OTT regulation will force extra costs on those services or force their withdrawal. It will hurt consumers and small companies. It will disadvantage everyone - everyone except the networks whose only interest resides in protecting their revenues.

Cell C has proven that, by opting for partnerships instead of bullying, you can work alongside OTT services to the benefit of everyone. We offered free WhatsApp services for a year, during which Cell C customers did not spend any data to send messages. Since we have transformed this into a low R5-per-month offer and opened our free services to include Facebook.

As a consequence we have not lost customers. We have grown and those customers have grown as well. They are more connected and informed, but without needing to pay more for the privilege. No, not privilege. It’s a right. It is not fair that those with a voice are only those who can afford to have one.

As I said in the beginning, regulation of the telecommunication space is a conversation that should happen. But what MTN, Vodacom and their collaborators are trying to do is not address the big issue. They simply want to protect what they have and they are happy to sell the consumer out in order to get that.

As it stands, Cell C does not support OTT regulation in South Africa, because the only losers will be the people whose money make us all successful businesses in the first place.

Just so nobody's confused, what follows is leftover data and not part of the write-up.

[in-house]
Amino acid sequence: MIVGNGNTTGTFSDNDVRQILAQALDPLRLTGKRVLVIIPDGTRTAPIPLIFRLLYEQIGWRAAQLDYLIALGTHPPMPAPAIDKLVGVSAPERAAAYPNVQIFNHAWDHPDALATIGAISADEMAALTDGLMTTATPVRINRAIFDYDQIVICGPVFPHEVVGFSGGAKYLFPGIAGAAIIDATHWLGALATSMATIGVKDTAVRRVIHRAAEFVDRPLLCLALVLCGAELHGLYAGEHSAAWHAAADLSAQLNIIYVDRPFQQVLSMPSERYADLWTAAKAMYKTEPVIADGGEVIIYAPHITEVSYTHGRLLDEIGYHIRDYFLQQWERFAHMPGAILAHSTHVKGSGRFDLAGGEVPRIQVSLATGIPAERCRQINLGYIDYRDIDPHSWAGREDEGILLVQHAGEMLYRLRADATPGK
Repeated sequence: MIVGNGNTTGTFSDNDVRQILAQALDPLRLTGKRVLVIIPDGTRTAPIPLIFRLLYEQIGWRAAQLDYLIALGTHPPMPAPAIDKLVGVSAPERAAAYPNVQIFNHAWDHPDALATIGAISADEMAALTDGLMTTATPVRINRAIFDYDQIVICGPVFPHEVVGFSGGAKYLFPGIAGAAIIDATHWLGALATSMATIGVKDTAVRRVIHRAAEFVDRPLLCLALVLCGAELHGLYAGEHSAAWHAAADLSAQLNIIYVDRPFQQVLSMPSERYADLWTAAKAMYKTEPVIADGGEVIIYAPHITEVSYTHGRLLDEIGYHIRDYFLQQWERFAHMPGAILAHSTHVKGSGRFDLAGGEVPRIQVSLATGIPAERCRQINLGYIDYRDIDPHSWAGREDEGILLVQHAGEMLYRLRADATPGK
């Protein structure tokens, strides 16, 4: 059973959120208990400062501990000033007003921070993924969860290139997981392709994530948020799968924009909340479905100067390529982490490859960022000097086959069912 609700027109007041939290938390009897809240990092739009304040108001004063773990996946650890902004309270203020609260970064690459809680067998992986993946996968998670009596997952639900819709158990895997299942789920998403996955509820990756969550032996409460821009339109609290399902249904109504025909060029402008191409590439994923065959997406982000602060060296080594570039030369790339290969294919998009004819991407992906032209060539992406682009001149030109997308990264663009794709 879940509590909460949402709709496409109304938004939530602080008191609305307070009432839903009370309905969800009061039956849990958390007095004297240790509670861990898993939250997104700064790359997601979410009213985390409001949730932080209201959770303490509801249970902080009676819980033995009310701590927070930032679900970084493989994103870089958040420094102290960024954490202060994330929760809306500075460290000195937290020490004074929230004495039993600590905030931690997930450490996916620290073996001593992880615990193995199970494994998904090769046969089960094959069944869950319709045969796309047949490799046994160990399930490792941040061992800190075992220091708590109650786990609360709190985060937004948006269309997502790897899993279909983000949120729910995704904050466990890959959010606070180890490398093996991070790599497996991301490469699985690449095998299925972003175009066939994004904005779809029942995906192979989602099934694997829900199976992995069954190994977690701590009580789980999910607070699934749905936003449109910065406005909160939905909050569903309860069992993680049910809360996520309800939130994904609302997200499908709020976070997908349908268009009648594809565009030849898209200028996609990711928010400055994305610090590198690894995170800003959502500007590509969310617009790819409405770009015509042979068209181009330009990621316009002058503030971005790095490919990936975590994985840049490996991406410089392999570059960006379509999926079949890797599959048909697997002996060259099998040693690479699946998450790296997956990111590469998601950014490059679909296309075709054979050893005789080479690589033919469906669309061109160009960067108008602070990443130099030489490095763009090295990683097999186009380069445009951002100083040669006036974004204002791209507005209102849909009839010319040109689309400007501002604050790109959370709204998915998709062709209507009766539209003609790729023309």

http://www.iol.co.za/business/opinion/ott-regulation-will-protect-profits-not-customers-1972973

Dos Santos is Cell C’s CEO. His opinions are not necessarily those of IOL.

 Other Alternative Media Websites
 World Socialist Website 
 www.uruknet.info 
 Pambazuka News 
 Abahlali baseMjondolo 
 Indymedia 
 The South African Civil Society Information Service  
 The Real News 
 Municipal Hotspots Monitor 
 Media for Justice 
 RTCC News 
 Workers' Fightback 
 The Vast Minority  
 Indymedia Africa 
 R2K 
 Protest News from Greece 
 Amandla Alternative Media 
 www.todaysalternativenews.com/ 
 Prensa Latina 
 Dissident Voice 
 Buzzflash  
 Information Clearing House 
 Haiti News 
 Media Channel 
 Prisonplanet.Com 
 Telesur TV 
 Western Cape Anti-eviction Campaign 
 Treatment Action Campaign 
 COSATU news 
 Newsclip Autopsy 
 Green Left Weekly 
 The Mail & Guardian 
 Isyandan 
 Think Progress 
 Cape Town TV 
 Pravda 
 Shadow Government Statistics US 
 Uganda Anarchism 
 Whatreallyhappened 
 www.libcom.org/blog/ 
 Upside Down World 
 Hands Off Venezuela  
 Afrol.com 
 Agencia Informação Moçambique 
 This Day (Nigeria) 
 Addis Tribune (Ethiopia) 
 The Namibian 
 The Monitor (Uganda) 
 The Daily Monitor 
 Socialist Worker (UK) 
 The Center for Public Integrity  
 Outlook India  
 The Washington Post  
 The Nation (U.S.A.) 
 AL-AHRAM (Egypt)  
 The Guardian (UK) 
 Mail and Guardian (South Africa) 
 The New York Times 
 Courrier International (le monde)* 
 Narco-news 
 Autonomedia 
 Green Net 
 Alternet 
 Journal of Higher Education in Africa 
 Socialist Appeal  
 Xinhuanet  
 Media Watch 
 Media Alliance 
 Fairness and Accuracy in Reporting 
 Media Review Network  
 Z Mag 
 Indymedia India 
 Indymedia Argentina 
 Indymedia Brazil 
 Indymedia Chiapas 
 Indymedia Israel 
 The Electronic Intifada  
 Venezuela News Website 
 Electronic Iraq  
 Freedom of Expression Institute 
 Media Matters 
 Wiki News 
 We Are Everywhere 



|  Contact Information  |  Terms of Use  |  Privacy